Identifying pollen grains under the microscope may be challenging, especially to the untrained eye. This goes also for a multitude of biological structures with complex shapes, whether embedded in tissues or isolated from their original environment.
The course BIO250 – Palaeoecology at the Department of Biological Sciences in Bergen has now started to use 3D-printed models of pollen grains to help students recognize their many facets and aspects. Providing students with 3D-prints instead of (or in addition to) light- or electron microscopy pictures gives them the opportunity to look at these grains from all possible angles.Let’s take an example with the pollen of Scorzoneroides autumnalis (a.k.a autumn hawkbit). This picture shows the grain (and all its complexity and beauty) under the microscope.
It is however challenging to get an idea of the global shape of the grain based on this single view.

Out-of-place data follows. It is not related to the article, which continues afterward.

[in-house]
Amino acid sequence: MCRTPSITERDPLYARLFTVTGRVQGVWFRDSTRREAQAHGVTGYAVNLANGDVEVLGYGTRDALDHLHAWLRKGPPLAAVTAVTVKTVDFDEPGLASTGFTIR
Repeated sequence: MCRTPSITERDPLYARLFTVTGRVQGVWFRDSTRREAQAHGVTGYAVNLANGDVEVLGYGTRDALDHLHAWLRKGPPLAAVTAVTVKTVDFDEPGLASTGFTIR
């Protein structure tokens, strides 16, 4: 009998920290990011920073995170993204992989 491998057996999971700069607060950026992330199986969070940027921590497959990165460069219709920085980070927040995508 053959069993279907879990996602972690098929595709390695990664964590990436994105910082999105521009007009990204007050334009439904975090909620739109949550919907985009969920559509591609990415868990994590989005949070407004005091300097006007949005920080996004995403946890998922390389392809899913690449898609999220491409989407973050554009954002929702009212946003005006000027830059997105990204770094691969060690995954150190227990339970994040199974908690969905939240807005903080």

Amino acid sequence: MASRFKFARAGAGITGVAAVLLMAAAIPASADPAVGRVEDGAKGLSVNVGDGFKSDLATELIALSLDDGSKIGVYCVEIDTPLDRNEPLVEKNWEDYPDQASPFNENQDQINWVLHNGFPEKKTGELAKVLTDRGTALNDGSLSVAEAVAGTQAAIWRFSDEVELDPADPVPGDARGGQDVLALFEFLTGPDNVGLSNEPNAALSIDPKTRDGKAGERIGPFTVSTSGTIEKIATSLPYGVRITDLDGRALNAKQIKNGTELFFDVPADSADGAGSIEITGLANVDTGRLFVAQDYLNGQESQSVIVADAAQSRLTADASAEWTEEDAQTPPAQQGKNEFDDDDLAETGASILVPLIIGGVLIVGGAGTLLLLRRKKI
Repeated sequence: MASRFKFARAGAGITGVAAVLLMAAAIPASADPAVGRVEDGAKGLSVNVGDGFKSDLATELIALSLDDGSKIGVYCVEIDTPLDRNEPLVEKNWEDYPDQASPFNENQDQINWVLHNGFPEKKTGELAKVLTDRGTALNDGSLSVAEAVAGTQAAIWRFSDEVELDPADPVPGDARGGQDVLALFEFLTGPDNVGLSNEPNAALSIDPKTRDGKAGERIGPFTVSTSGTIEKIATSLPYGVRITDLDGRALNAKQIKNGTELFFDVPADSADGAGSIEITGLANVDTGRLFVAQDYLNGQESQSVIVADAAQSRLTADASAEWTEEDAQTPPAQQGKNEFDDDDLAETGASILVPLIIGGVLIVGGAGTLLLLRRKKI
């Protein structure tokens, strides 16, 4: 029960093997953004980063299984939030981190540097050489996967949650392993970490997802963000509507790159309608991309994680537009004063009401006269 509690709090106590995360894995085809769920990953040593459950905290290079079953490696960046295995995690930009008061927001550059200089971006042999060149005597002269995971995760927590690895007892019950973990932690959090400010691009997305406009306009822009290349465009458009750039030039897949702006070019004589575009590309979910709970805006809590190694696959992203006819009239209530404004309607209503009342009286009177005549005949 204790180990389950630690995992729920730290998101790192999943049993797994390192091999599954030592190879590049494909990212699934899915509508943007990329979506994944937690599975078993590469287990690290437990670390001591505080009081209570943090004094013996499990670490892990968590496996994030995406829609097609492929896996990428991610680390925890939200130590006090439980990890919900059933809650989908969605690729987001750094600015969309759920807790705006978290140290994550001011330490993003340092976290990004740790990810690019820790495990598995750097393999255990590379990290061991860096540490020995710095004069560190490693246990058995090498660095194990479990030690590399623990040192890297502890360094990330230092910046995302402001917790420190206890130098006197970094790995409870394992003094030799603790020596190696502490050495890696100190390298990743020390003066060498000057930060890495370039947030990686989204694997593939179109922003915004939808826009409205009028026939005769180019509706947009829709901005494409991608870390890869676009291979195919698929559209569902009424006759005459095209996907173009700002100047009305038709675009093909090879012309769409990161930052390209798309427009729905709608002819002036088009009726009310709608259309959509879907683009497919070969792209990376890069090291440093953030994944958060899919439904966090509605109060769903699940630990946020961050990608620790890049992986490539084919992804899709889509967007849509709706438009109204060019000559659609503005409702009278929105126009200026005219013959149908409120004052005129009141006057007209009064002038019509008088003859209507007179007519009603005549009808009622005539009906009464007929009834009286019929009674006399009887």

Here is the 3D-print of the pollen grain of the autumn hawkbit. It is approximately 2000 times bigger than the real pollen grain and made of PLA (polylactic acid), a type of bioplastic produced from fermented starch which is both resistant and biodegradable.
The video at the bottom of this article shows the same grain and helps realize how easy it becomes to recognize the features (spikes, cavities, etc) that characterize the species.
For those who have the patience to explore the Internet for hidden treasures, there are millions of 3D models of nearly everything available for download. The National Institute of Health (NIH) provides free models which are relevant for educational activities in the field of biomedical sciences (https://3dprint.nih.gov/). Other commercial platforms also provide models relevant for biology, for free or for sale. Among them are CGTrader, Thingiverse, Free3D, …
Credits and references:
Microscopy picture of Scorzoneroides autumnalis under Creative Commons Attribution-NonCommercial 4.0 International License. Willis, Kathy J (2017). Scorzoneroides autumnalis (169.159.4 – 1). Digitised palynological slide. In: European Reference Collection (Version 4). Obtained from Martin & Harvey (2017) 10.1111/2041-210X.12752. Retrieved from globalpollenproject.org on 10/10/2019.